The ATA guidelines also note that about a third of PET-avid nodules are cancerous, but that in a patient with known non-thyroidal cancer, a nodule more often represents papillary thyroid carcinoma rather than a metastatic lesion [5]. There are no guidelines regarding the diagnostic studies recommended for thyroid nodules in individuals with known non-thyroidal malignancies. The prevalence of thyroid nodules incidentally detected during evaluation for metastatic disease in individuals with existing malignancies was 2.2% in one study [6]. The most frequent primary malignancies which metastasize to the thyroid include renal cell carcinoma, colorectal cancer, and cancers of the lung and breast; the malignancies that our patient had can infrequently metastasize to the thyroid. Diagnostic yield of FNAB in such cases may be problematic and often requires additional immunohistochemical staining for confirmation of tumor origin [5].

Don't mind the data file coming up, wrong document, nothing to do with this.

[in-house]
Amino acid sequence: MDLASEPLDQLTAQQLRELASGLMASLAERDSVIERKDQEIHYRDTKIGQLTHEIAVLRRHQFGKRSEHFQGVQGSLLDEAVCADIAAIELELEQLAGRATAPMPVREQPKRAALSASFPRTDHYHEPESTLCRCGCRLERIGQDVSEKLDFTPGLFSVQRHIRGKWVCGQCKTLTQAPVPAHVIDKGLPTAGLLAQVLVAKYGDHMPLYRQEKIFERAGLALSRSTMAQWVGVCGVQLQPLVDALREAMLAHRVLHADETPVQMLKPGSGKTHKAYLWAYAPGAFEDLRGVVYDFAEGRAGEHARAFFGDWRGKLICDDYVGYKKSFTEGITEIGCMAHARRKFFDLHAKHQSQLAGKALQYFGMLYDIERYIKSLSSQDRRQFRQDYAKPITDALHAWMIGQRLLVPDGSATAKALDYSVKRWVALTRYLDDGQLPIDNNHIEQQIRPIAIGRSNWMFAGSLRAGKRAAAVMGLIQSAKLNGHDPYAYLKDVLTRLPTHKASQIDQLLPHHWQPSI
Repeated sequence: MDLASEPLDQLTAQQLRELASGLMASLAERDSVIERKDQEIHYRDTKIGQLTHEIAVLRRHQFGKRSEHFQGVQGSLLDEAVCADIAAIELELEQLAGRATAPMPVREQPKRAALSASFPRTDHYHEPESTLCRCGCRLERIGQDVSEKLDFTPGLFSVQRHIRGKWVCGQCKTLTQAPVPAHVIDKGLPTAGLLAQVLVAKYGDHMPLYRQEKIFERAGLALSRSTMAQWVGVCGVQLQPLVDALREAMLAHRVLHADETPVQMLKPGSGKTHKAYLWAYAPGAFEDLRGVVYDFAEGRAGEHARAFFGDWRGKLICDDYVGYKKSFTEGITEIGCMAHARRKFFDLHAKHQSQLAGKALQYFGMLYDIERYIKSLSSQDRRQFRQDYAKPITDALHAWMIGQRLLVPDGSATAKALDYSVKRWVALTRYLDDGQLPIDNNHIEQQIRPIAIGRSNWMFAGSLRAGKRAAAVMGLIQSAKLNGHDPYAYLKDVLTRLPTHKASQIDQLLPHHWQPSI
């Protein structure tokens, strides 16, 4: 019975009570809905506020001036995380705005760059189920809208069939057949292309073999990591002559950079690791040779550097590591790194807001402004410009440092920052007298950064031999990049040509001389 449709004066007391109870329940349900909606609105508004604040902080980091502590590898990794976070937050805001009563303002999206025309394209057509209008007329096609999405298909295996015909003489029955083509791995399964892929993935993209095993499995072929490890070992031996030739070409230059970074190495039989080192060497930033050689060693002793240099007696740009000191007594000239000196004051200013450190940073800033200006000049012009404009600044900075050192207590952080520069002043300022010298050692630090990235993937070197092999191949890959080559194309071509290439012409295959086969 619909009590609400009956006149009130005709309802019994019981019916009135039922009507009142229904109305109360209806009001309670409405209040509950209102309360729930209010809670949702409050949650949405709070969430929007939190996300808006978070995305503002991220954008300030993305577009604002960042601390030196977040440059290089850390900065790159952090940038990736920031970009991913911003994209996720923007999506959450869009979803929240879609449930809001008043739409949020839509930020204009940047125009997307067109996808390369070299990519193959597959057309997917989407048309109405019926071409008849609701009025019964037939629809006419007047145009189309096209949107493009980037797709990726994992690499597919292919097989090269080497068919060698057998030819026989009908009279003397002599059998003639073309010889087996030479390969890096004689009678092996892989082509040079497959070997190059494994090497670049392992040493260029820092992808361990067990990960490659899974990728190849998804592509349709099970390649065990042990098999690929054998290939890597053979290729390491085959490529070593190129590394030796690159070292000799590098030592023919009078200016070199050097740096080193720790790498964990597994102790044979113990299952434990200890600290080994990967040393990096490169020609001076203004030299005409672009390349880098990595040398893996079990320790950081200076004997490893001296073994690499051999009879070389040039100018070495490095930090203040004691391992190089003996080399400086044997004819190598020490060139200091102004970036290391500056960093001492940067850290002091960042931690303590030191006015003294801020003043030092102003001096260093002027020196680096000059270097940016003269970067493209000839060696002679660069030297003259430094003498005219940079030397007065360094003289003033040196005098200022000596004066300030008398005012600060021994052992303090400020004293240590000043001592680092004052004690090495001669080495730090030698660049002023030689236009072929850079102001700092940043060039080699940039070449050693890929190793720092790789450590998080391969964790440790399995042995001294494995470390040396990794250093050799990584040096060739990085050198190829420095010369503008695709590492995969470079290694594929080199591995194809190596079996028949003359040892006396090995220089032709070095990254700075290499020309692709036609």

FNAB of the thyroid is a relatively safe procedure. Its main limitation is that it often results in an inadequate specimen or nondiagnostic sample. The main complication of thyroid FNAB is pain, which may be managed by the use of a local anesthetic, although this is not strictly necessary [7].